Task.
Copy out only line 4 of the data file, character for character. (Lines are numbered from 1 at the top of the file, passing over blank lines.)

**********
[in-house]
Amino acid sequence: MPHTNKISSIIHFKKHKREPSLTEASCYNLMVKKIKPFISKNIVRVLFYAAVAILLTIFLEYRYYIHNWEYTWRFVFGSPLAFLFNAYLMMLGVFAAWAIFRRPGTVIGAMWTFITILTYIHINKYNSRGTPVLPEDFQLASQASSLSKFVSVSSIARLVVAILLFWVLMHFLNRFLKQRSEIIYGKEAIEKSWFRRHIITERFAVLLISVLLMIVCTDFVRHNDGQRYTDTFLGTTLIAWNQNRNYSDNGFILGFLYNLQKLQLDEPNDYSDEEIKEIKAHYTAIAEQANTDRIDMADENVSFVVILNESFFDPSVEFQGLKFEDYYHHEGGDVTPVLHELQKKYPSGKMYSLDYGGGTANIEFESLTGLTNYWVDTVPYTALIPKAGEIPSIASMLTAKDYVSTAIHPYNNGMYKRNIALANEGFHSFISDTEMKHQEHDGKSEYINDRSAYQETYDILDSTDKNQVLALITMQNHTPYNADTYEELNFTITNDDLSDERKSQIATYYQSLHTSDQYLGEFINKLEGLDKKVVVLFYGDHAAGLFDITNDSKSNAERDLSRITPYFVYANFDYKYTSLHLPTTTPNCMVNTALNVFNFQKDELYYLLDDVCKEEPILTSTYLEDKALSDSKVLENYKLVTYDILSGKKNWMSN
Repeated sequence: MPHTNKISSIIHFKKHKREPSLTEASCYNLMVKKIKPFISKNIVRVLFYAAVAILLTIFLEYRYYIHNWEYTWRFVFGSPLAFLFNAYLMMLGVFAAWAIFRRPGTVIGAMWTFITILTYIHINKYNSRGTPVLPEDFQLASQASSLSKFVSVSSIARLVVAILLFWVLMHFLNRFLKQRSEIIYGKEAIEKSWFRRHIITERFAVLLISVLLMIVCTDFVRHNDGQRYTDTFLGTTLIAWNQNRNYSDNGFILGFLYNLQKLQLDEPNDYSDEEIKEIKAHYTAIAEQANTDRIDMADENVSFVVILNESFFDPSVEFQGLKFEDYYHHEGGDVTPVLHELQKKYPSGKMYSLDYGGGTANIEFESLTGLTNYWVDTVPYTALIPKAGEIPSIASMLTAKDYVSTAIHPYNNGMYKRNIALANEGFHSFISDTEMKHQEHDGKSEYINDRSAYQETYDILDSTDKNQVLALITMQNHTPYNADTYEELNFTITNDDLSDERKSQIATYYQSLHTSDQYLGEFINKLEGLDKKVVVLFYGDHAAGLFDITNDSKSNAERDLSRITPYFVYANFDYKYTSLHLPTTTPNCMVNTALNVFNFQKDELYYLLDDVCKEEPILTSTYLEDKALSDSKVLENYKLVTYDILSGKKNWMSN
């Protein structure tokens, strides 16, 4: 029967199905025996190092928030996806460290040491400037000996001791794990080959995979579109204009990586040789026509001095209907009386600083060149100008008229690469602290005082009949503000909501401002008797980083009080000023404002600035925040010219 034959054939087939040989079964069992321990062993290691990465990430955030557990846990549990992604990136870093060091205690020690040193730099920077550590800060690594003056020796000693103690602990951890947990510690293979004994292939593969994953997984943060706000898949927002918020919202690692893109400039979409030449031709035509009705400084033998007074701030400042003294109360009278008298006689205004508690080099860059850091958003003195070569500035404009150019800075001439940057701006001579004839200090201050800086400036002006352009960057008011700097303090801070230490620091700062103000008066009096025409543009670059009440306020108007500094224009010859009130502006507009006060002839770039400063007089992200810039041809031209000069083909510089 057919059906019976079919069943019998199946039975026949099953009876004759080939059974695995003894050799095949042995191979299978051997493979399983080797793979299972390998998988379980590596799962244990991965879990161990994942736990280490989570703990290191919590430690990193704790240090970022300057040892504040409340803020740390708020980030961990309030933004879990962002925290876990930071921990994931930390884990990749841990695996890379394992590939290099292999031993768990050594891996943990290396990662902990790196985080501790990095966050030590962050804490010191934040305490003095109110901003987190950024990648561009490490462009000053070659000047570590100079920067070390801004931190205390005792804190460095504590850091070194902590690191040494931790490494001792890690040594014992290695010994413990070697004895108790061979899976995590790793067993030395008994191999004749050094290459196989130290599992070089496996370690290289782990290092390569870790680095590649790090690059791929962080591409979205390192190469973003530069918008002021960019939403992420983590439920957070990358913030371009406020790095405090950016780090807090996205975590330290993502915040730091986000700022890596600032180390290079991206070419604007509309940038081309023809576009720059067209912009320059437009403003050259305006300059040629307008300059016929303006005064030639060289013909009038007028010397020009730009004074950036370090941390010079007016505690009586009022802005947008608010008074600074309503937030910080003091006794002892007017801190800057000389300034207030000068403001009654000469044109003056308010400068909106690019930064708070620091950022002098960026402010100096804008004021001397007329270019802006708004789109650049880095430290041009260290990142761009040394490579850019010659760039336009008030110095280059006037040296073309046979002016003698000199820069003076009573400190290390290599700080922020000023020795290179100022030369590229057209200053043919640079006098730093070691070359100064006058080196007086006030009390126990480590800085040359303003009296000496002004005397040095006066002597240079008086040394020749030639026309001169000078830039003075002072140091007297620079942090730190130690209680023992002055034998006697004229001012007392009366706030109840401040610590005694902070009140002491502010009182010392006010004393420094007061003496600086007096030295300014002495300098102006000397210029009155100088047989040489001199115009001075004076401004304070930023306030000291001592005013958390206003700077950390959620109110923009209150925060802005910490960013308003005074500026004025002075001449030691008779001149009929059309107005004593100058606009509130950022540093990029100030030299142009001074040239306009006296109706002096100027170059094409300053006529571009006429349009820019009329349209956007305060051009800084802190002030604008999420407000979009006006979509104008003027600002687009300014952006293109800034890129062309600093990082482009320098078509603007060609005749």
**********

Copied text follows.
């Protein structure tokens, strides 16, 4: 029967199905025996190092928030996806460290040491400037000996001791794990080959995979579109204009990586040789026509001095209907009386600083060149100008008229690469602290005082009949503000909501401002008797980083009080000023404002600035925040010219 034959054939087939040989079964069992321990062993290691990465990430955030557990846990549990992604990136870093060091205690020690040193730099920077550590800060690594003056020796000693103690602990951890947990510690293979004994292939593969994953997984943060706000898949927002918020919202690692893109400039979409030449031709035509009705400084033998007074701030400042003294109360009278008298006689205004508690080099860059850091958003003195070569500035404009150019800075001439940057701006001579004839200090201050800086400036002006352009960057008011700097303090801070230490620091700062103000008066009096025409543009670059009440306020108007500094224009010859009130502006507009006060002839770039400063007089992200810039041809031209000069083909510089 057919059906019976079919069943019998199946039975026949099953009876004759080939059974695995003894050799095949042995191979299978051997493979399983080797793979299972390998998988379980590596799962244990991965879990161990994942736990280490989570703990290191919590430690990193704790240090970022300057040892504040409340803020740390708020980030961990309030933004879990962002925290876990930071921990994931930390884990990749841990695996890379394992590939290099292999031993768990050594891996943990290396990662902990790196985080501790990095966050030590962050804490010191934040305490003095109110901003987190950024990648561009490490462009000053070659000047570590100079920067070390801004931190205390005792804190460095504590850091070194902590690191040494931790490494001792890690040594014992290695010994413990070697004895108790061979899976995590790793067993030395008994191999004749050094290459196989130290599992070089496996370690290289782990290092390569870790680095590649790090690059791929962080591409979205390192190469973003530069918008002021960019939403992420983590439920957070990358913030371009406020790095405090950016780090807090996205975590330290993502915040730091986000700022890596600032180390290079991206070419604007509309940038081309023809576009720059067209912009320059437009403003050259305006300059040629307008300059016929303006005064030639060289013909009038007028010397020009730009004074950036370090941390010079007016505690009586009022802005947008608010008074600074309503937030910080003091006794002892007017801190800057000389300034207030000068403001009654000469044109003056308010400068909106690019930064708070620091950022002098960026402010100096804008004021001397007329270019802006708004789109650049880095430290041009260290990142761009040394490579850019010659760039336009008030110095280059006037040296073309046979002016003698000199820069003076009573400190290390290599700080922020000023020795290179100022030369590229057209200053043919640079006098730093070691070359100064006058080196007086006030009390126990480590800085040359303003009296000496002004005397040095006066002597240079008086040394020749030639026309001169000078830039003075002072140091007297620079942090730190130690209680023992002055034998006697004229001012007392009366706030109840401040610590005694902070009140002491502010009182010392006010004393420094007061003496600086007096030295300014002495300098102006000397210029009155100088047989040489001199115009001075004076401004304070930023306030000291001592005013958390206003700077950390959620109110923009209150925060802005910490960013308003005074500026004025002075001449030691008779001149009929059309107005004593100058606009509130950022540093990029100030030299142009001074040239306009006296109706002096100027170059094409300053006529571009006429349009820019009329349209956007305060051009800084802190002030604008999420407000979009006006979509104008003027600002687009300014952006293109800034890129062309600093990082482009320098078509603007060609005749």